South Africa has come a long way in dealing with AIDS. The country has been successful in getting drug treatment to millions of people infected with HIV.
But the country still has one of the highest rates of HIV infection in the world — and the virus continues to spread. Nearly 400,000 South Africans are infected with HIV each year.
One health clinic in the heart of Johannesburg is attempting to break the HIV cycle by focusing on people at extremely high risk for infection — prostitutes.
Some researchers estimate that about two-thirds of sex workers in South Africa are HIV positive. Providing them with basic health care, including access to antiviral drugs, can save their lives while reducing the chance that they’ll spread HIV to clients.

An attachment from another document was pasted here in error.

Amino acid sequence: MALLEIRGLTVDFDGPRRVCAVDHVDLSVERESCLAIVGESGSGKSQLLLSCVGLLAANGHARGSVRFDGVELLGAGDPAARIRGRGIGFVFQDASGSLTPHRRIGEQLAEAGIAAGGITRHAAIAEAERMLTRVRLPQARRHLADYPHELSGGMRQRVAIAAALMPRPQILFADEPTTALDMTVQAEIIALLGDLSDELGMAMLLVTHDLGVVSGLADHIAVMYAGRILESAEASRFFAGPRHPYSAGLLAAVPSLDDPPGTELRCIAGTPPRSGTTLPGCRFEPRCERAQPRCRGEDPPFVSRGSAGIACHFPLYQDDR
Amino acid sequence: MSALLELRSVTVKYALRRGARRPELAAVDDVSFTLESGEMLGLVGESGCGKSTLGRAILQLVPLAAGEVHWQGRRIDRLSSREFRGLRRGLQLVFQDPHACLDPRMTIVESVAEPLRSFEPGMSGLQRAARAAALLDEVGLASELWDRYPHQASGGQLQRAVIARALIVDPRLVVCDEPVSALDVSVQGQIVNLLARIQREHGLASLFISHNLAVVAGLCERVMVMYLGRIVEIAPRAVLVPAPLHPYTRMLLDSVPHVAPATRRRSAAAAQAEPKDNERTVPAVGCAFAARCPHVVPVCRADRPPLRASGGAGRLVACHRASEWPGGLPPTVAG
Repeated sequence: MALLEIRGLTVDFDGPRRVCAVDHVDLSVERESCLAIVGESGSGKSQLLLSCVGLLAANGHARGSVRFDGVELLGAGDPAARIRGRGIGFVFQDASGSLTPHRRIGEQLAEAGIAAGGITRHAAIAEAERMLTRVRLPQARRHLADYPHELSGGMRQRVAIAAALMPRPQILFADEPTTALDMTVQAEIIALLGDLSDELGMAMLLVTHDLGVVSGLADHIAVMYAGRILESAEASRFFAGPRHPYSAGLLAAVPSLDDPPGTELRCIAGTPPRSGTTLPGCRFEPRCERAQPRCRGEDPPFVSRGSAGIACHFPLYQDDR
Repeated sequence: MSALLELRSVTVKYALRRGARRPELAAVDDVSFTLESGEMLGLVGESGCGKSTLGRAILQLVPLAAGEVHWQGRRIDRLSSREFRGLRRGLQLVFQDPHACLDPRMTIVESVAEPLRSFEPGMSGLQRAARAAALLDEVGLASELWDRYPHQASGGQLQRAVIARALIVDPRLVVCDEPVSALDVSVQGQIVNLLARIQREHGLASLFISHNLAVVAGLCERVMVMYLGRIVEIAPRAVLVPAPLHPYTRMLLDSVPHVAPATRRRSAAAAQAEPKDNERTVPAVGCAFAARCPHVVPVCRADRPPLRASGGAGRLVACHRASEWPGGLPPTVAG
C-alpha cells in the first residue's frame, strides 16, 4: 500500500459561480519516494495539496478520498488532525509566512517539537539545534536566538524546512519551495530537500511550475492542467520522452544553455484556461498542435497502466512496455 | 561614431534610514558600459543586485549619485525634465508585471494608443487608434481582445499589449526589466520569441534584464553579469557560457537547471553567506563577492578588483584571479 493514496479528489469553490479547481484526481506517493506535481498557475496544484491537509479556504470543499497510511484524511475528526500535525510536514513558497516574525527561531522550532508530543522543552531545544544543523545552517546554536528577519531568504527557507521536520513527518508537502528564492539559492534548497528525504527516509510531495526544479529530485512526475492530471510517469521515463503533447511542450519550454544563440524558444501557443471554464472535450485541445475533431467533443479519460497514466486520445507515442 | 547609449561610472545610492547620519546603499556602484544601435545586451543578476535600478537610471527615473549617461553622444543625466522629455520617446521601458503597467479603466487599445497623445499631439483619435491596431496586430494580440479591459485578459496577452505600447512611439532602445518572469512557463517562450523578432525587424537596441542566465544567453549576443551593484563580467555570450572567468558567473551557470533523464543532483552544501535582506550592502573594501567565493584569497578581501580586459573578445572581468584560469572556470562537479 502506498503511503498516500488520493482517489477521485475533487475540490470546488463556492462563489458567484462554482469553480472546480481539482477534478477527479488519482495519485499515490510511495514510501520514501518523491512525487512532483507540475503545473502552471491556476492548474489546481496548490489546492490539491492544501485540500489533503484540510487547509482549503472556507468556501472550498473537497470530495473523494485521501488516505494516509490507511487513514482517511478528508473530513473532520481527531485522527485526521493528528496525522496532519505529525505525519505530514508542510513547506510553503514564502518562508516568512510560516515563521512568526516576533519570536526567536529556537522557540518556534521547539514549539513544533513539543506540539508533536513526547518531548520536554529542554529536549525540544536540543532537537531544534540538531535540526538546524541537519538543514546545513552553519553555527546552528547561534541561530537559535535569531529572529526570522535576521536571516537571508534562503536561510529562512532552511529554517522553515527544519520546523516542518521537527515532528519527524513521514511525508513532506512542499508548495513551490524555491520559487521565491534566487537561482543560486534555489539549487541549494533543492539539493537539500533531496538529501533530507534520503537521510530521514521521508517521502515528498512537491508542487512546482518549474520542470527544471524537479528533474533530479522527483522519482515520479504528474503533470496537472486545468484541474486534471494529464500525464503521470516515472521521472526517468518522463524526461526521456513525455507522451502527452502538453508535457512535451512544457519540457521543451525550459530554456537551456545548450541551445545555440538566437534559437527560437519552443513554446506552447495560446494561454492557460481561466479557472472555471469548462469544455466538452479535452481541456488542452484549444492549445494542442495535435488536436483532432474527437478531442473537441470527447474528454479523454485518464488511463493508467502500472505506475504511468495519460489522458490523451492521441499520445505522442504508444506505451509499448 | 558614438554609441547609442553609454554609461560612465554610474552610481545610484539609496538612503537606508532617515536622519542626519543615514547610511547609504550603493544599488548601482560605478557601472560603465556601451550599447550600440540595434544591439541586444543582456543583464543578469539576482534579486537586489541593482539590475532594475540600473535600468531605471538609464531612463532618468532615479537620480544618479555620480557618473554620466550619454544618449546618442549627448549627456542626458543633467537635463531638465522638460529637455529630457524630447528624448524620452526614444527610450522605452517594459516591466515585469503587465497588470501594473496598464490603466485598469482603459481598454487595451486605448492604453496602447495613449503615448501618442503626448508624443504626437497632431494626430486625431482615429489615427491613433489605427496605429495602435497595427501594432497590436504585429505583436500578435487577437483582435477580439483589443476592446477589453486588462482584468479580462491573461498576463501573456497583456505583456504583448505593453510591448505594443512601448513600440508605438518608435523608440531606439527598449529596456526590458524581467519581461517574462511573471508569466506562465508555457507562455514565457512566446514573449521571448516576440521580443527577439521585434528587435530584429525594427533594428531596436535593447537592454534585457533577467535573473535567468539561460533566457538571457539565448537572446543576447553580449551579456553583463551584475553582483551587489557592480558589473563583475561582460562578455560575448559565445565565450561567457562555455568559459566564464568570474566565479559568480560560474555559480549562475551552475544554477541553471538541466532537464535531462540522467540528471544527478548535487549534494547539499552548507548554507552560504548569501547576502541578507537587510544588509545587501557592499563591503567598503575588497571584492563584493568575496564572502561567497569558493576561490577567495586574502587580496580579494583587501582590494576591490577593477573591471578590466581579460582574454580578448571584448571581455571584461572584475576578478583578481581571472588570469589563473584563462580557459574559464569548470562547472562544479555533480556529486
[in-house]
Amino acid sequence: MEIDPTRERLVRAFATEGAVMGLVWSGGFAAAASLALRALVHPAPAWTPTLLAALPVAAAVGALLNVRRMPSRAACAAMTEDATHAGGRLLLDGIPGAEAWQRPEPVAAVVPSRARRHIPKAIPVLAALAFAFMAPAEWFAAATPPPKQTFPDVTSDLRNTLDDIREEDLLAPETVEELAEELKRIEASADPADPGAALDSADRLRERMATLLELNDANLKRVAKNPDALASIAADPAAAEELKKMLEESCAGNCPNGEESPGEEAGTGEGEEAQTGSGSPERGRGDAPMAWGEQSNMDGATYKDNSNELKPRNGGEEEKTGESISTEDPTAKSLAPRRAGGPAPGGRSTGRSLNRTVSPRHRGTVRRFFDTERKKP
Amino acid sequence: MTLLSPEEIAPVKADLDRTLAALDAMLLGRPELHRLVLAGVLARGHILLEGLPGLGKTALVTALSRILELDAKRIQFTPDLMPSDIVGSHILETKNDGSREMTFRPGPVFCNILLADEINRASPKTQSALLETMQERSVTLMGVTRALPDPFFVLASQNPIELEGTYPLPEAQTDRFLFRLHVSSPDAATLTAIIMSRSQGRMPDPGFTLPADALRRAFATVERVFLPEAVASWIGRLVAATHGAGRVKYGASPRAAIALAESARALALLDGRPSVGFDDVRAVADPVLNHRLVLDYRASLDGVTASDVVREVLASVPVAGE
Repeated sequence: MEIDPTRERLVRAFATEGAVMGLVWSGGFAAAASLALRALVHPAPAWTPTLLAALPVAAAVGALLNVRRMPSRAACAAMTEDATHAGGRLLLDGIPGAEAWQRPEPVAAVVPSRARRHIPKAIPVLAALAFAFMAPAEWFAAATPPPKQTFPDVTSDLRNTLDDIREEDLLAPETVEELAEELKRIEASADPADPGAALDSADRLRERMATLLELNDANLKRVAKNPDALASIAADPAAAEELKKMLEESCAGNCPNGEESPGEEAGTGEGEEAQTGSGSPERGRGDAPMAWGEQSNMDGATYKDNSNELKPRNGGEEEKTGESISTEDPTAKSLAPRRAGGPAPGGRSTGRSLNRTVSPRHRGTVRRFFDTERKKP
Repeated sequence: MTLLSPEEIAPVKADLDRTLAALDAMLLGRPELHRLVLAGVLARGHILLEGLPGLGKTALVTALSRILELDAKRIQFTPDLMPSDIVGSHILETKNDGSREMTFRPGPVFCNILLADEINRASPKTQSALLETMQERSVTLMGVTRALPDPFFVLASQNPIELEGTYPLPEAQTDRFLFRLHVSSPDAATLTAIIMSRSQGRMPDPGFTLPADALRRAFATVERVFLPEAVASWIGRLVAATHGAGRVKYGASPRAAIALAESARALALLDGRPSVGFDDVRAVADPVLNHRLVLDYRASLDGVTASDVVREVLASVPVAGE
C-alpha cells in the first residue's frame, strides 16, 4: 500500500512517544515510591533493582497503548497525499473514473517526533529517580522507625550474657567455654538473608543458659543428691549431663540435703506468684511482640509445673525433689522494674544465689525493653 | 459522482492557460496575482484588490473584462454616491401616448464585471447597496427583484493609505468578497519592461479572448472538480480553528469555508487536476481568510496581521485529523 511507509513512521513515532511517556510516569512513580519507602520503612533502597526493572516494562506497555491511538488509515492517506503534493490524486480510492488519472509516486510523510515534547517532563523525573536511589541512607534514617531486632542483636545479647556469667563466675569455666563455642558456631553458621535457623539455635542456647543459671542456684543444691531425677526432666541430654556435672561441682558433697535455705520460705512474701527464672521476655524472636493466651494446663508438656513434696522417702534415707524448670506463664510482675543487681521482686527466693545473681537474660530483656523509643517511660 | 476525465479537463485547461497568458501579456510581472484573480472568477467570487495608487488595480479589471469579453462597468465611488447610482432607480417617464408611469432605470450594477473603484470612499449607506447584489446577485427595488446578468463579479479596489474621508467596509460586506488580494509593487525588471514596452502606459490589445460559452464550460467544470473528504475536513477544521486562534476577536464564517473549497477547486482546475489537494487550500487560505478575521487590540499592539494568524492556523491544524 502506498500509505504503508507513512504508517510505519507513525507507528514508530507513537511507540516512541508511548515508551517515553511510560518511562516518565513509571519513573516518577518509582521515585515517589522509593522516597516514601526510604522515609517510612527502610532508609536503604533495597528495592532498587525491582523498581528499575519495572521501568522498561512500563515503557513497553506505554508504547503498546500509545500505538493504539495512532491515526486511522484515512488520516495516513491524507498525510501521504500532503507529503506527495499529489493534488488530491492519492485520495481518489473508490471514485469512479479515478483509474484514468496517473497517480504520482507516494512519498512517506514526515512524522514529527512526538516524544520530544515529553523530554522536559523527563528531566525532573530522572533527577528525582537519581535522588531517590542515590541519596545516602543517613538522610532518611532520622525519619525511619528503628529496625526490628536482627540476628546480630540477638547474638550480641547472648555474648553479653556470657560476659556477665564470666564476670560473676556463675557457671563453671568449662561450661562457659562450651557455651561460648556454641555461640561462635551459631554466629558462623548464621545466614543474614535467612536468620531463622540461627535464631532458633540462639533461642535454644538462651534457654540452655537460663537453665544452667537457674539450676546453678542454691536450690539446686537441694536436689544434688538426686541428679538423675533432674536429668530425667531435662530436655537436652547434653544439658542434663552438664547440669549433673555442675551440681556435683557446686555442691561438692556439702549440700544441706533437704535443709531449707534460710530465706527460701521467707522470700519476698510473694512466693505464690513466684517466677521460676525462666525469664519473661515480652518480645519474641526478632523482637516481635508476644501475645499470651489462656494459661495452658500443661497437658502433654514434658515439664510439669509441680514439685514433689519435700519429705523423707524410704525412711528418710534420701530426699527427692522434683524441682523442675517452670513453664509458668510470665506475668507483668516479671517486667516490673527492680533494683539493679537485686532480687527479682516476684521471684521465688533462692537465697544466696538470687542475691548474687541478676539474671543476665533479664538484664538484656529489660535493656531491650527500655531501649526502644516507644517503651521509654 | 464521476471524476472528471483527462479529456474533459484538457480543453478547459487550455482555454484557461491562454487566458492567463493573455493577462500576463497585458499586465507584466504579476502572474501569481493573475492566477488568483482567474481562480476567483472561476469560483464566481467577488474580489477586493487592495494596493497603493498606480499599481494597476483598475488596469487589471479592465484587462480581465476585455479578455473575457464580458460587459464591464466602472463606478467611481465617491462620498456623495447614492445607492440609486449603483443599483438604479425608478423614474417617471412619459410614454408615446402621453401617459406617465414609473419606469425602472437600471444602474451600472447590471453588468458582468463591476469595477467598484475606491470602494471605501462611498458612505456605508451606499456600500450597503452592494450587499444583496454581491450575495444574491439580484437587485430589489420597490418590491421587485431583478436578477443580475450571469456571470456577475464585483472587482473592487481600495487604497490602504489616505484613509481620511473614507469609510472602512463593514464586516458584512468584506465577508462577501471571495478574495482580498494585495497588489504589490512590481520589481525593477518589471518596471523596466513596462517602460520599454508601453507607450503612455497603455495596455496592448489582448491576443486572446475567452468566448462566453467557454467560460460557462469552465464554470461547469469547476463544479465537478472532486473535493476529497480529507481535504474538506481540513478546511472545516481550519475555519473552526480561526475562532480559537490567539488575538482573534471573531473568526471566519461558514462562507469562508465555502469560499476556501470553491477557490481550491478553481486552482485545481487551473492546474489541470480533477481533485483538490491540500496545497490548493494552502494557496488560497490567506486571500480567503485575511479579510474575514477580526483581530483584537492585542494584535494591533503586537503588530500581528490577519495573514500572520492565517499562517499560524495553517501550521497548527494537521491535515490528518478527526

The University of the Witwatersrand is running clinics specifically for prostitutes.
One of its clinics in Johannesburg is located in the densely populated neighborhood of Hillbrow. It’s an area known for drugs, poverty and prostitution.
After dark, Hillbrow takes on a post-apocalyptic feel. Storefronts are barred behind steel shutters. High-rise buildings with no electricity have been taken over by squatters and loom above the haze of the streetlamps.
The streets are eerily empty except for the occasional nervous pedestrian and pockets of prostitutes. At one corner, plump, middle-aged women hover around open fires waiting to sell sex.
A woman, who gives her name as Brenda, says she came to Johannesburg from Zimbabwe 18 years ago. Prostitution is illegal in South Africa, so she only wants to use her first name.
"I was working in a restaurant, and my shop was closed," she says. "Now I don’t have money to pay my rent and my food and everything — or to help my parents [back in Zimbabwe]. That’s why I’m here."
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